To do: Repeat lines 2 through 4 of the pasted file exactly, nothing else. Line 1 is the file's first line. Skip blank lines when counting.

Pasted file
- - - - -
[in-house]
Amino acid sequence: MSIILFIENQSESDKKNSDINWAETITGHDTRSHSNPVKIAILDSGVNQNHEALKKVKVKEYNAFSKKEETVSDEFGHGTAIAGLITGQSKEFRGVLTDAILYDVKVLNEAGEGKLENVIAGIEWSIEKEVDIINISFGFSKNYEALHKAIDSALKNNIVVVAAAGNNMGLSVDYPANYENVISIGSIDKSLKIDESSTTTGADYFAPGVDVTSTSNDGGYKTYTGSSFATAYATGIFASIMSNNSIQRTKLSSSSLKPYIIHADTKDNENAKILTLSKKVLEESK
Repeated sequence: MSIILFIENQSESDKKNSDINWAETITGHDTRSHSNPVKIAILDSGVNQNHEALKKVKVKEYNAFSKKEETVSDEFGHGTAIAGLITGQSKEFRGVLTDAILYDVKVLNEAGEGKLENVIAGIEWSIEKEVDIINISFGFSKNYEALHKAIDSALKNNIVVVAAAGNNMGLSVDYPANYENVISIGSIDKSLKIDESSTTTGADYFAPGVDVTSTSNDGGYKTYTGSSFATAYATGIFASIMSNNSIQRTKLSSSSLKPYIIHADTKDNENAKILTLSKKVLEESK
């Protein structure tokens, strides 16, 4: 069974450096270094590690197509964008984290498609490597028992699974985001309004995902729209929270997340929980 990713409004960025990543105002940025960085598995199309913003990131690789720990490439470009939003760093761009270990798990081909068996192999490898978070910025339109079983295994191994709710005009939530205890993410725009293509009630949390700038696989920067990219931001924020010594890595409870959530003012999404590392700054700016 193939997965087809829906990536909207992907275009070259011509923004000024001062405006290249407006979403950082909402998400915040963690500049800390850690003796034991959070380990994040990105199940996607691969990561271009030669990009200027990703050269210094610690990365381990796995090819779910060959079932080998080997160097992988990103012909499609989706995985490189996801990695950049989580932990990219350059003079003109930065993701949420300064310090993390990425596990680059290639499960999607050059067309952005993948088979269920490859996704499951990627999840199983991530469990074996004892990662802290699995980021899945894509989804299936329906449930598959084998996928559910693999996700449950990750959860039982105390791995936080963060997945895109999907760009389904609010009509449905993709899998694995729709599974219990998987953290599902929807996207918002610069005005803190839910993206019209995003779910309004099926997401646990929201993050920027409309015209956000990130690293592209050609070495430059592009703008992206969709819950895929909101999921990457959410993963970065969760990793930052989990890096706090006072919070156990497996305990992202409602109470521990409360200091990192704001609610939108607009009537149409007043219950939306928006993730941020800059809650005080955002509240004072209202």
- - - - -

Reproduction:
Amino acid sequence: MSIILFIENQSESDKKNSDINWAETITGHDTRSHSNPVKIAILDSGVNQNHEALKKVKVKEYNAFSKKEETVSDEFGHGTAIAGLITGQSKEFRGVLTDAILYDVKVLNEAGEGKLENVIAGIEWSIEKEVDIINISFGFSKNYEALHKAIDSALKNNIVVVAAAGNNMGLSVDYPANYENVISIGSIDKSLKIDESSTTTGADYFAPGVDVTSTSNDGGYKTYTGSSFATAYATGIFASIMSNNSIQRTKLSSSSLKPYIIHADTKDNENAKILTLSKKVLEESK
Repeated sequence: MSIILFIENQSESDKKNSDINWAETITGHDTRSHSNPVKIAILDSGVNQNHEALKKVKVKEYNAFSKKEETVSDEFGHGTAIAGLITGQSKEFRGVLTDAILYDVKVLNEAGEGKLENVIAGIEWSIEKEVDIINISFGFSKNYEALHKAIDSALKNNIVVVAAAGNNMGLSVDYPANYENVISIGSIDKSLKIDESSTTTGADYFAPGVDVTSTSNDGGYKTYTGSSFATAYATGIFASIMSNNSIQRTKLSSSSLKPYIIHADTKDNENAKILTLSKKVLEESK
């Protein structure tokens, strides 16, 4: 069974450096270094590690197509964008984290498609490597028992699974985001309004995902729209929270997340929980 990713409004960025990543105002940025960085598995199309913003990131690789720990490439470009939003760093761009270990798990081909068996192999490898978070910025339109079983295994191994709710005009939530205890993410725009293509009630949390700038696989920067990219931001924020010594890595409870959530003012999404590392700054700016 193939997965087809829906990536909207992907275009070259011509923004000024001062405006290249407006979403950082909402998400915040963690500049800390850690003796034991959070380990994040990105199940996607691969990561271009030669990009200027990703050269210094610690990365381990796995090819779910060959079932080998080997160097992988990103012909499609989706995985490189996801990695950049989580932990990219350059003079003109930065993701949420300064310090993390990425596990680059290639499960999607050059067309952005993948088979269920490859996704499951990627999840199983991530469990074996004892990662802290699995980021899945894509989804299936329906449930598959084998996928559910693999996700449950990750959860039982105390791995936080963060997945895109999907760009389904609010009509449905993709899998694995729709599974219990998987953290599902929807996207918002610069005005803190839910993206019209995003779910309004099926997401646990929201993050920027409309015209956000990130690293592209050609070495430059592009703008992206969709819950895929909101999921990457959410993963970065969760990793930052989990890096706090006072919070156990497996305990992202409602109470521990409360200091990192704001609610939108607009009537149409007043219950939306928006993730941020800059809650005080955002509240004072209202």